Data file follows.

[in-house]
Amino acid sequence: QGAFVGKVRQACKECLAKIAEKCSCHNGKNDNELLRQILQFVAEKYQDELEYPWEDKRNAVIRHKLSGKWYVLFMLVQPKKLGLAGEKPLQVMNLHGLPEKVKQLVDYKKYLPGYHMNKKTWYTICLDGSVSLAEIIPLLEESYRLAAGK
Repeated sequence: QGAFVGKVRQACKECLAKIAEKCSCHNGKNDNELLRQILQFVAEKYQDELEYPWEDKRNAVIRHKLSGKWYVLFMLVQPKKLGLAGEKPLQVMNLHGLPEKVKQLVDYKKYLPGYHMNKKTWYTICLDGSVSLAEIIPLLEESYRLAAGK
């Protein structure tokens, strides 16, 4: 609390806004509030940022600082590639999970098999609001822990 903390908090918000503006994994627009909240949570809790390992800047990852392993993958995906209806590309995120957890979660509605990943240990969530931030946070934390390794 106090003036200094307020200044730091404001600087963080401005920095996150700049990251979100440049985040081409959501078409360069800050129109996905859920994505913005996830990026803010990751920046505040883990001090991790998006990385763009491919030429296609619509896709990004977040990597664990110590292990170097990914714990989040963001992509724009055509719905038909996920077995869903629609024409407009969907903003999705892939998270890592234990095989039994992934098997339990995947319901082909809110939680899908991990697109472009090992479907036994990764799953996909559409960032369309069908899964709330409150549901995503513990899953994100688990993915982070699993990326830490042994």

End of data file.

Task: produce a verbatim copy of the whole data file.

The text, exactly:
[in-house]
Amino acid sequence: QGAFVGKVRQACKECLAKIAEKCSCHNGKNDNELLRQILQFVAEKYQDELEYPWEDKRNAVIRHKLSGKWYVLFMLVQPKKLGLAGEKPLQVMNLHGLPEKVKQLVDYKKYLPGYHMNKKTWYTICLDGSVSLAEIIPLLEESYRLAAGK
Repeated sequence: QGAFVGKVRQACKECLAKIAEKCSCHNGKNDNELLRQILQFVAEKYQDELEYPWEDKRNAVIRHKLSGKWYVLFMLVQPKKLGLAGEKPLQVMNLHGLPEKVKQLVDYKKYLPGYHMNKKTWYTICLDGSVSLAEIIPLLEESYRLAAGK
């Protein structure tokens, strides 16, 4: 609390806004509030940022600082590639999970098999609001822990 903390908090918000503006994994627009909240949570809790390992800047990852392993993958995906209806590309995120957890979660509605990943240990969530931030946070934390390794 106090003036200094307020200044730091404001600087963080401005920095996150700049990251979100440049985040081409959501078409360069800050129109996905859920994505913005996830990026803010990751920046505040883990001090991790998006990385763009491919030429296609619509896709990004977040990597664990110590292990170097990914714990989040963001992509724009055509719905038909996920077995869903629609024409407009969907903003999705892939998270890592234990095989039994992934098997339990995947319901082909809110939680899908991990697109472009090992479907036994990764799953996909559409960032369309069908899964709330409150549901995503513990899953994100688990993915982070699993990326830490042994």